Einstein said that if quantum mechanics was correct, then the world would be crazy. Einstein was right—the world is crazy."

PHYSICIST DANIEL GREENBERGER

Several points about nonlocality are worth noting. First of all, non-locality does not seem to violate special relativity’s prohibition of faster-than-light signals, as no signals are sent.
The four known forces of nature are thought to operate with the exchange of particles, all of which obey the cosmic speed limit.
 In the cases discussed above, a change in the state at location A (due to measurement) instantaneously causes a change at location B, regardless of distance or barriers. Since no signal is sent through space, the quantum connection is immediate and is unaffected by barriers and distance.
Another important point is that nonlocality appears to have been established by arithmetic and experiment, and is thus a fact about the universe, independent of quantum mechanical theory.
This means that any theory that eventually supersedes quantum mechanics will have to incorporate nonlocality.
 Finally, it is worth noting that the quantum connection differs from ordinary forces in that it is very discriminating.
Ordinary forces reach out and affect every particle of a certain kind in the immediate vicinity. For instance, gravity affects all particles, electromagnetism all charged particles.
In contrast, the quantum connection only affects those systems that have interacted with each other since they were last measured (such systems are called “phase-entangled”).

 

Offline DonQuichotte

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Quote
author=dlorde link=topic=52526.msg443020#msg443020 date=1414171634]
... Carter says , for example , through the work of many prominent scientists ...that QM has been opening the door to the existence of psi phenomena ....that QM can account for psi phenomena ...
It's simply false. There are no psi phenomena to account for, just magical and wishful thinking coupled with the capacity of the human brain for self-deception; As Feynman said, "The first principle is that you must not fool yourself and you are the easiest person to fool."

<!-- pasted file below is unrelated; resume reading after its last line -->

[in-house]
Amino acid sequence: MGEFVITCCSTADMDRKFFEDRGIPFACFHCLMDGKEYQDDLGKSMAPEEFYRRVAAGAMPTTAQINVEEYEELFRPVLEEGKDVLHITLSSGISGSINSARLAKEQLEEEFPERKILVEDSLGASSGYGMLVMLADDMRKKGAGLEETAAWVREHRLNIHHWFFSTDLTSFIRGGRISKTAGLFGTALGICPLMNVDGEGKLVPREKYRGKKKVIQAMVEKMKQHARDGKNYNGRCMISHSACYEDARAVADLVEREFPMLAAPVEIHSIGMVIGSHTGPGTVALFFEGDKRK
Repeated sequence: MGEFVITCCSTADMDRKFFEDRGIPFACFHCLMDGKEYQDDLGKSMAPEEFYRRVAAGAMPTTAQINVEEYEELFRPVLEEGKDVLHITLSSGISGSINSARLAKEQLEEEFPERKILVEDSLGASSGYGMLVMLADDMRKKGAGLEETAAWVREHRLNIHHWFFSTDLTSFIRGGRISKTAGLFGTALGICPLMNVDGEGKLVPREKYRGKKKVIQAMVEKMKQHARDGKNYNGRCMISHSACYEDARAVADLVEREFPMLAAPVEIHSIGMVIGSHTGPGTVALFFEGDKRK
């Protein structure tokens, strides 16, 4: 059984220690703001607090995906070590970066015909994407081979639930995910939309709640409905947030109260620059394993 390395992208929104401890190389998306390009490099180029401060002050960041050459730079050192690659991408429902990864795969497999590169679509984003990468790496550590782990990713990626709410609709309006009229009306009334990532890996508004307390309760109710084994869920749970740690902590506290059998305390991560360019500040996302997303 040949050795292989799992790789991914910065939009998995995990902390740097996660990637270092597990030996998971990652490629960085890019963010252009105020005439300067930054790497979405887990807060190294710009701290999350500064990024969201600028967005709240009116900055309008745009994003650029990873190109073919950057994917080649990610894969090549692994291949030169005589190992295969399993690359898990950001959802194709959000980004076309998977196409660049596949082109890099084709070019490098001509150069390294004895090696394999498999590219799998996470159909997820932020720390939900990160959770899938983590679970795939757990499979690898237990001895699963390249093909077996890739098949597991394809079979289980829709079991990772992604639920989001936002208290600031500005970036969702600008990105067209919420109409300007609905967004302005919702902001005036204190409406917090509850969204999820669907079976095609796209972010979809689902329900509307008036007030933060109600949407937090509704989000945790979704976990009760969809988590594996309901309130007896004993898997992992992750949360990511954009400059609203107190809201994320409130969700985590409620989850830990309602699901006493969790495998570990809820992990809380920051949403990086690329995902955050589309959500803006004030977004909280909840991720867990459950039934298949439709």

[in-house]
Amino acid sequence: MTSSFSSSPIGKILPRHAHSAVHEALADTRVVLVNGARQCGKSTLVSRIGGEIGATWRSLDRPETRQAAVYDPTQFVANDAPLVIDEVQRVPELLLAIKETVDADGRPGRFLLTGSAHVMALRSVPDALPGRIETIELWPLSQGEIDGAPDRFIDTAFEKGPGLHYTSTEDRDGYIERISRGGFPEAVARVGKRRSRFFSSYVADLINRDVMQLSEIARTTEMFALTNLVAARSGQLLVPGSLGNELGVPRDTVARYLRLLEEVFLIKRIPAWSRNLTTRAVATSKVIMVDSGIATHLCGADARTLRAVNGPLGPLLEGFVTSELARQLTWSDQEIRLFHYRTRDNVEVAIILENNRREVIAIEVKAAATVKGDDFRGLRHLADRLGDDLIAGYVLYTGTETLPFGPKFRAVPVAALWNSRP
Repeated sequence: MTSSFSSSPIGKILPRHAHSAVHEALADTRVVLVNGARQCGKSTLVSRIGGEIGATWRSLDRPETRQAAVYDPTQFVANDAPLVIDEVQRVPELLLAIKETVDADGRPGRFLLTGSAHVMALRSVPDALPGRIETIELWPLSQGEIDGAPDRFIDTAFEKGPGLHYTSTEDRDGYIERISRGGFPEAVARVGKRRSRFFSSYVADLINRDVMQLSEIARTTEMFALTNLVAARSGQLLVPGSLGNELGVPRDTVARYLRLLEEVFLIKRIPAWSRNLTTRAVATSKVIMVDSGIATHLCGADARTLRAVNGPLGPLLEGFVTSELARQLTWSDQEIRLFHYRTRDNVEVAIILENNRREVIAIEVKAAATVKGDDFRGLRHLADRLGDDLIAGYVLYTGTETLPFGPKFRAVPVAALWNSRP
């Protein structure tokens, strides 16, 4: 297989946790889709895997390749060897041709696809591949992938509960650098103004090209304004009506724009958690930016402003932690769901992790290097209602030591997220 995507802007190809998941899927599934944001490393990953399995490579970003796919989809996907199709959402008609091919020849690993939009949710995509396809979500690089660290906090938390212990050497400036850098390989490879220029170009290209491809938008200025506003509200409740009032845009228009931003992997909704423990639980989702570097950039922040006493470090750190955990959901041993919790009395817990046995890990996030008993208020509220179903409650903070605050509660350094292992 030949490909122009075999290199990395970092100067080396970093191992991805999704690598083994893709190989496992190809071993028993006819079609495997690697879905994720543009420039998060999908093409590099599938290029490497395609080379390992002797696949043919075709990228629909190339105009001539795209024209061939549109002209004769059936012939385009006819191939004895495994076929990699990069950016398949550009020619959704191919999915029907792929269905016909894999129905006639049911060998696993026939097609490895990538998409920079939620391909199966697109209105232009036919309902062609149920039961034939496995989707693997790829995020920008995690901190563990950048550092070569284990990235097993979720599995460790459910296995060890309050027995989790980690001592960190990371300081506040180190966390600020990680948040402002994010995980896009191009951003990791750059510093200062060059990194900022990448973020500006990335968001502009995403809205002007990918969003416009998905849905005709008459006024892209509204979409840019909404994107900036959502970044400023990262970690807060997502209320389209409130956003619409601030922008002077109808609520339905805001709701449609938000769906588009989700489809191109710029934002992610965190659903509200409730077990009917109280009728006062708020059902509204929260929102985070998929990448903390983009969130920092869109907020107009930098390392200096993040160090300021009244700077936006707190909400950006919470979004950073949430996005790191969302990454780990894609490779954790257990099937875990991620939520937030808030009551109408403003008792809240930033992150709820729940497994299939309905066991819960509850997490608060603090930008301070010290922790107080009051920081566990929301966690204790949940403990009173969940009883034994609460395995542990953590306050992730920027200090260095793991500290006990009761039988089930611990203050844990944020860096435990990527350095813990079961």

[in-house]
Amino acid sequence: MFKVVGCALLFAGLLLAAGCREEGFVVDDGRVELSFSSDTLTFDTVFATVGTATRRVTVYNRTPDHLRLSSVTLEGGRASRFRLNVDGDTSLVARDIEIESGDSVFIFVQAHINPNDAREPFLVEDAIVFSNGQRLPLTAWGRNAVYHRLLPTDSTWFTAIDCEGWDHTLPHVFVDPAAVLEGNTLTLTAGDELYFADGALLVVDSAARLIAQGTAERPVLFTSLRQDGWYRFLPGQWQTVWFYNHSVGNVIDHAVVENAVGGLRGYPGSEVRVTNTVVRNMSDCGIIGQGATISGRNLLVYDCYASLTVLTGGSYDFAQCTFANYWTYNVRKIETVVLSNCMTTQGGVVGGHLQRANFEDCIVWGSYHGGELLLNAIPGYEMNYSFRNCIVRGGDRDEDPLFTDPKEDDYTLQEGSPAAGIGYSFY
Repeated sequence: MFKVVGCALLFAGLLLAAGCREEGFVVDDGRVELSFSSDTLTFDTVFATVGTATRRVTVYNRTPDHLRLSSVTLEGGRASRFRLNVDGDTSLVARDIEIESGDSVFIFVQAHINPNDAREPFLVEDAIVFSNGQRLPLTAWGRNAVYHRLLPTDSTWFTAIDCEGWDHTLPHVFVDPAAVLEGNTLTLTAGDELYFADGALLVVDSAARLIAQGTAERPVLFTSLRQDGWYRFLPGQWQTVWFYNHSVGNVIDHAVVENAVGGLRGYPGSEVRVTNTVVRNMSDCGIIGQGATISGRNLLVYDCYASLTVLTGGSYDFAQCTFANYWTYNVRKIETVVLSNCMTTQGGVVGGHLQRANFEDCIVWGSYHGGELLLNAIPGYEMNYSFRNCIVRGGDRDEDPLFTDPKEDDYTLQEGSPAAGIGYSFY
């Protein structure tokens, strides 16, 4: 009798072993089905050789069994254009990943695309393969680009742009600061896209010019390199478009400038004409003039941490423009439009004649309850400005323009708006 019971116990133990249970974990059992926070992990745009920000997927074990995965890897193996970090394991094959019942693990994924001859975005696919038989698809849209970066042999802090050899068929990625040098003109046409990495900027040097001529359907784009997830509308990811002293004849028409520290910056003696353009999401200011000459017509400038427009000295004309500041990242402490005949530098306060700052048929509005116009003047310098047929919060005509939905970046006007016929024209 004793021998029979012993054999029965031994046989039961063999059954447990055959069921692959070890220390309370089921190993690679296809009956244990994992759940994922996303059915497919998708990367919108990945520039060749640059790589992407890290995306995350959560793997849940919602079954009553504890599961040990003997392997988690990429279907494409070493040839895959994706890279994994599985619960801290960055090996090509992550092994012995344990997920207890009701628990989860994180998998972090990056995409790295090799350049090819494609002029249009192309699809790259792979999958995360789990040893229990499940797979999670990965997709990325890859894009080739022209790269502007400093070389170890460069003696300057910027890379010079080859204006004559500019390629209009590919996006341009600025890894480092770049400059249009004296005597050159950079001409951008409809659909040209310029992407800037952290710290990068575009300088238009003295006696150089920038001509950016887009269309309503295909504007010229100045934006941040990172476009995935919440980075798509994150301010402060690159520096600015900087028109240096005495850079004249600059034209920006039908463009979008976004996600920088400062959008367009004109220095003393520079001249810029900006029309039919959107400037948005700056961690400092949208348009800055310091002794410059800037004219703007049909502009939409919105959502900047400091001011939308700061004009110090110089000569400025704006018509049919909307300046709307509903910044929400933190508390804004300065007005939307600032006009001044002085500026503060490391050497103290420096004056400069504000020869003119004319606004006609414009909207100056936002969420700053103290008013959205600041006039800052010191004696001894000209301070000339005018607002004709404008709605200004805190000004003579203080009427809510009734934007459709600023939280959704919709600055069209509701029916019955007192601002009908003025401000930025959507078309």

Carter has also refuted both the physiological and psychological explanations of psi phenomena, Place/ nocebo effects , NDE ...

Clearly , many prominent scientists have also been saying that QM has been accounting for psi-phenomena , not ruling them out thus .

Quote
Further than that, the electromagnetic force can't play a role in any putative psi effects, and quantum field theory rules out any novel fields, particles, or forces relevant to human scale interactions. For full details, see my earlier post to cheryl in this thread, #139 - particularly the video link.

Well, i replied to that : Caroll in that video was just thinking in relation to QM like classical physicists used to do in relation to the classical Newtonian physics ,as i said above  , untill Max Planck came and toppled Classical physics ,as you know .

Quote
Quote
I am afraid i would be just distorting Carter's arguments ,since i have read him quite some time ago , that's why i have been quoting him extensively on the subject .
We want to hear your arguments, not arguments you don't understand or remember from someone else.
[/quote]

Well, read what Carter had to say on the subject .

I will give you some time to read all the above and a bit more .

I will not be active in this forum during the next days ,so .
« Last Edit: 24/10/2014 18:39:13 by DonQuichotte »
 

Offline DonQuichotte

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"Implications For Physics and Consciousness " : Schmidt's Experiments and more :


The REG devices pioneered by Schmidt are driven by purely random events at the quantum level.
 So the subjects in these experiments are not really shifting matter around, but rather shifting probabilities of events in desired directions.